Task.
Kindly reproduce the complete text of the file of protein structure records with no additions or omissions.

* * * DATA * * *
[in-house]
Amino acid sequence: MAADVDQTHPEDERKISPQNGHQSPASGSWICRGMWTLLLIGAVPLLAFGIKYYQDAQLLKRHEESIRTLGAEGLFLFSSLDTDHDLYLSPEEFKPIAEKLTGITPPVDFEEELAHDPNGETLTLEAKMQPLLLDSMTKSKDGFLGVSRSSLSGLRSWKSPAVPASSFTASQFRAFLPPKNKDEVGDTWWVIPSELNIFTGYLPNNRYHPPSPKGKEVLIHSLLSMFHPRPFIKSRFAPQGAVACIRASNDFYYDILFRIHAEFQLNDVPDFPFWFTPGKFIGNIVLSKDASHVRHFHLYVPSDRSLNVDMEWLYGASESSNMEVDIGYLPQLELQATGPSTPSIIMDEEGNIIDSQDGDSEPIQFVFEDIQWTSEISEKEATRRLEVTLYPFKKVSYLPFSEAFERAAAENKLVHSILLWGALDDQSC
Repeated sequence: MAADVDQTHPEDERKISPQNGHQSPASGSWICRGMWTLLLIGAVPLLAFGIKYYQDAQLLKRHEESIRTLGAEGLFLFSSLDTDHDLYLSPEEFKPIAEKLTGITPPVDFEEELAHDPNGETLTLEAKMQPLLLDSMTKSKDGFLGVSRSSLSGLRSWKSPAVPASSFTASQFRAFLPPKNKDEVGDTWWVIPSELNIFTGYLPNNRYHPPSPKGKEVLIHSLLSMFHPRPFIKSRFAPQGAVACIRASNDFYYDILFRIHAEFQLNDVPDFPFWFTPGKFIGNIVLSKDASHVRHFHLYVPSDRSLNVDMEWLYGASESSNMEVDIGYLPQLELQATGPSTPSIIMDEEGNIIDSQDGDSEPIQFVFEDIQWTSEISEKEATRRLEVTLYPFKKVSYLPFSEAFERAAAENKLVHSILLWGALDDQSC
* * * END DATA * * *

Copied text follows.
[in-house]
Amino acid sequence: MAADVDQTHPEDERKISPQNGHQSPASGSWICRGMWTLLLIGAVPLLAFGIKYYQDAQLLKRHEESIRTLGAEGLFLFSSLDTDHDLYLSPEEFKPIAEKLTGITPPVDFEEELAHDPNGETLTLEAKMQPLLLDSMTKSKDGFLGVSRSSLSGLRSWKSPAVPASSFTASQFRAFLPPKNKDEVGDTWWVIPSELNIFTGYLPNNRYHPPSPKGKEVLIHSLLSMFHPRPFIKSRFAPQGAVACIRASNDFYYDILFRIHAEFQLNDVPDFPFWFTPGKFIGNIVLSKDASHVRHFHLYVPSDRSLNVDMEWLYGASESSNMEVDIGYLPQLELQATGPSTPSIIMDEEGNIIDSQDGDSEPIQFVFEDIQWTSEISEKEATRRLEVTLYPFKKVSYLPFSEAFERAAAENKLVHSILLWGALDDQSC
Repeated sequence: MAADVDQTHPEDERKISPQNGHQSPASGSWICRGMWTLLLIGAVPLLAFGIKYYQDAQLLKRHEESIRTLGAEGLFLFSSLDTDHDLYLSPEEFKPIAEKLTGITPPVDFEEELAHDPNGETLTLEAKMQPLLLDSMTKSKDGFLGVSRSSLSGLRSWKSPAVPASSFTASQFRAFLPPKNKDEVGDTWWVIPSELNIFTGYLPNNRYHPPSPKGKEVLIHSLLSMFHPRPFIKSRFAPQGAVACIRASNDFYYDILFRIHAEFQLNDVPDFPFWFTPGKFIGNIVLSKDASHVRHFHLYVPSDRSLNVDMEWLYGASESSNMEVDIGYLPQLELQATGPSTPSIIMDEEGNIIDSQDGDSEPIQFVFEDIQWTSEISEKEATRRLEVTLYPFKKVSYLPFSEAFERAAAENKLVHSILLWGALDDQSC